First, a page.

Small-C is both a subset of the C programming language, suitable for resource-limited microcomputers and embedded systems, and an implementation of that subset. Originally valuable as an early compiler for microcomputer systems available during the late 1970s and early 1980s, the implementation has also been useful as an example simple enough for teaching purposes.
|Developer(s)||Ron Cain, James E. Hendrix|
|Written in||C programming language|
|License||Copyrighted but sharable|
The original compiler, written in Small-C for the Intel 8080 by Ron Cain, appeared in the May 1980 issue of Dr. Dobb's Journal of Computer Calisthenics & Orthodontia. James E. Hendrix improved and extended the original compiler, and wrote The Small-C Handbook. Ron bootstrapped Small-C on the SRI International PDP 11/45 Unix system with an account provided by John Bass for Small C development. The provided source code was released with management permission into the public domain. Small-C was important for tiny computers in a manner somewhat analogous to the importance of GCC for larger computers. Just like its Unix counterparts, the compiler generates assembler code, which then must be translated to machine code by an available assembler.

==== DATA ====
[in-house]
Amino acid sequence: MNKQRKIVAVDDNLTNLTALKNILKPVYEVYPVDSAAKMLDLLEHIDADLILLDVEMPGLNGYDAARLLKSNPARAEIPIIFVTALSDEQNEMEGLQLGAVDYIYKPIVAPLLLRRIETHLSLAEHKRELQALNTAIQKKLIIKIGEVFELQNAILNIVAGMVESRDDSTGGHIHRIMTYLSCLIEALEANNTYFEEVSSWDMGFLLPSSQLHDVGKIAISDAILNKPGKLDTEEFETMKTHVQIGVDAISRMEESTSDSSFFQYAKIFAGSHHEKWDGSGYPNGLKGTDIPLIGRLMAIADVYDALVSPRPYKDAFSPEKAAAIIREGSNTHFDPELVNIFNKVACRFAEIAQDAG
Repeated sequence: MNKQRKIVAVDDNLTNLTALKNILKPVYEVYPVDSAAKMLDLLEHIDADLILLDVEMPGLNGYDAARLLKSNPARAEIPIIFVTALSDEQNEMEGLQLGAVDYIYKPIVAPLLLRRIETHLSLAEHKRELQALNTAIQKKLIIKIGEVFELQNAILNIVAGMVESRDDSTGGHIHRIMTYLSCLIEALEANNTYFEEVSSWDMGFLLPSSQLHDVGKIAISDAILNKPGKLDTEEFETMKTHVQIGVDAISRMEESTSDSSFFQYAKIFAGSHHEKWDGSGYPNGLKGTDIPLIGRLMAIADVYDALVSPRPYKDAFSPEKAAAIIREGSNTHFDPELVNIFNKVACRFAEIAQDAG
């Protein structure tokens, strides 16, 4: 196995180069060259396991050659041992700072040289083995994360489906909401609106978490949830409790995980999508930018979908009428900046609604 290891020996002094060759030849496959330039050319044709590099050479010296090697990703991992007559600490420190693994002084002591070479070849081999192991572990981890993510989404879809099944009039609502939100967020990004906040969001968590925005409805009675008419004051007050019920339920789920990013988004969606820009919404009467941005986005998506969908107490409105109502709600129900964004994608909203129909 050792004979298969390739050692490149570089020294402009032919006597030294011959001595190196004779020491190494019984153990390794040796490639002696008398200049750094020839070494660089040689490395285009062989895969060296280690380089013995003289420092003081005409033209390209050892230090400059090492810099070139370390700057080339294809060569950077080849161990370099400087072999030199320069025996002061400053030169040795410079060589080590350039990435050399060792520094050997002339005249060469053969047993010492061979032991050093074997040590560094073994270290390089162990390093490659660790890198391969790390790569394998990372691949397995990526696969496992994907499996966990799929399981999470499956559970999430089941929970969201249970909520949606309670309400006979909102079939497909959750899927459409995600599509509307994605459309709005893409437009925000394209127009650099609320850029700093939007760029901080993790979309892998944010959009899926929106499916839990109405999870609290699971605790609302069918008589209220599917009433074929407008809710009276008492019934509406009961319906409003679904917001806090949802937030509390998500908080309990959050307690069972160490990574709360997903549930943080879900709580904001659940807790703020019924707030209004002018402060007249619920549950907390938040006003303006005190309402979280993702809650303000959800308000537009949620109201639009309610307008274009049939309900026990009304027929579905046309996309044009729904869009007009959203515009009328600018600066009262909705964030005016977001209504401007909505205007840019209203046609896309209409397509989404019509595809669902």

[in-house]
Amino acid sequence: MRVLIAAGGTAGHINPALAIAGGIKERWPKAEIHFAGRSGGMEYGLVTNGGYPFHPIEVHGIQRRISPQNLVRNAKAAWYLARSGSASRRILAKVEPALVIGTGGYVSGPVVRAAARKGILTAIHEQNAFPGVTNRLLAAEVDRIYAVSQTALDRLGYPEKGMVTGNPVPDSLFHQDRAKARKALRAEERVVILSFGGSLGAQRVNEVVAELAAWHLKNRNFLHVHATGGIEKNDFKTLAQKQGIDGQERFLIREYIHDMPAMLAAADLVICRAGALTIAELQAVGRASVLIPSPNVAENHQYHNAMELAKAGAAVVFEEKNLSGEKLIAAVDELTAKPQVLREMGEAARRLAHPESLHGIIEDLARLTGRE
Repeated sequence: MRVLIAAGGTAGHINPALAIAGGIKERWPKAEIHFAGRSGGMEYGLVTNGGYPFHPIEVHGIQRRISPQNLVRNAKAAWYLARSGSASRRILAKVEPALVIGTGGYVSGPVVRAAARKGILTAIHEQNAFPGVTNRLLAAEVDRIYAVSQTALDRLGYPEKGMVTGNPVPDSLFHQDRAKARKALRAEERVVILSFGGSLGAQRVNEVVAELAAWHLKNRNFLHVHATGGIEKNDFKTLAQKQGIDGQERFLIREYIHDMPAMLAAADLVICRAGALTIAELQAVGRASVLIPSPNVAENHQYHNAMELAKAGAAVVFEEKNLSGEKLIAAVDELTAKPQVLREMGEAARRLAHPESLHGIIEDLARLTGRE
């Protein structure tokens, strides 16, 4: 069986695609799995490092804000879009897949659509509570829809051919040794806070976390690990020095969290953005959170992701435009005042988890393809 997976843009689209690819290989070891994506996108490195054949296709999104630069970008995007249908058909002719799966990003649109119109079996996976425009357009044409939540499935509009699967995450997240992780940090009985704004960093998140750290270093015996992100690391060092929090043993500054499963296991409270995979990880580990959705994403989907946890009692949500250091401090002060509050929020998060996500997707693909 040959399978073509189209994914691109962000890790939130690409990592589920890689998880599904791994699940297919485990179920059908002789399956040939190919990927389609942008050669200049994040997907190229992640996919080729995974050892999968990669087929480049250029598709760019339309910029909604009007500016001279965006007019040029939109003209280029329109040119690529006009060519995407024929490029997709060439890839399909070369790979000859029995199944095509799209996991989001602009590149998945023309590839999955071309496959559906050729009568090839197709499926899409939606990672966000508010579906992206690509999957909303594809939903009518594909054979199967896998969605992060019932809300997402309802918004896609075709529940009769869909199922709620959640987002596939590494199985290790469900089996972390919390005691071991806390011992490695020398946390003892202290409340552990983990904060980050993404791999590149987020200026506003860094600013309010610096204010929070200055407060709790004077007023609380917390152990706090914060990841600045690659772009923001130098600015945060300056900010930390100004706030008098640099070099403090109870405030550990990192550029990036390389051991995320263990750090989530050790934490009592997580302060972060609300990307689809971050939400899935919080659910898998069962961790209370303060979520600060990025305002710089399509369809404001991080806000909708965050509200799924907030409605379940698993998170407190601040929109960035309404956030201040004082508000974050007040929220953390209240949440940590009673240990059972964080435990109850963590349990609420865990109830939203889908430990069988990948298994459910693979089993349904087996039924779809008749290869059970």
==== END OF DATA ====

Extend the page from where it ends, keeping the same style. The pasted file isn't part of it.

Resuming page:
- BDS C (1979) – C compiler for Z80 and 8080 systems
- Tiny C (2002) – C compiler for slow x86 and ARM computers having little disk space
- Ron Cain, "A Small C Compiler for the 8080's", Dr. Dobb's Journal, April–May 1980, pp. 5–19
- James E. Hendrix, The Small-C Handbook, Reston 1984, ISBN 0-8359-7012-4
- James E. Hendrix, A Small C Compiler: Language, Usage, Theory, and Design, M & T Books 1988, ISBN 0-934375-88-7
- James E. Hendrix, Small C Compiler, M & T Books 1990, ISBN 1-55851-124-5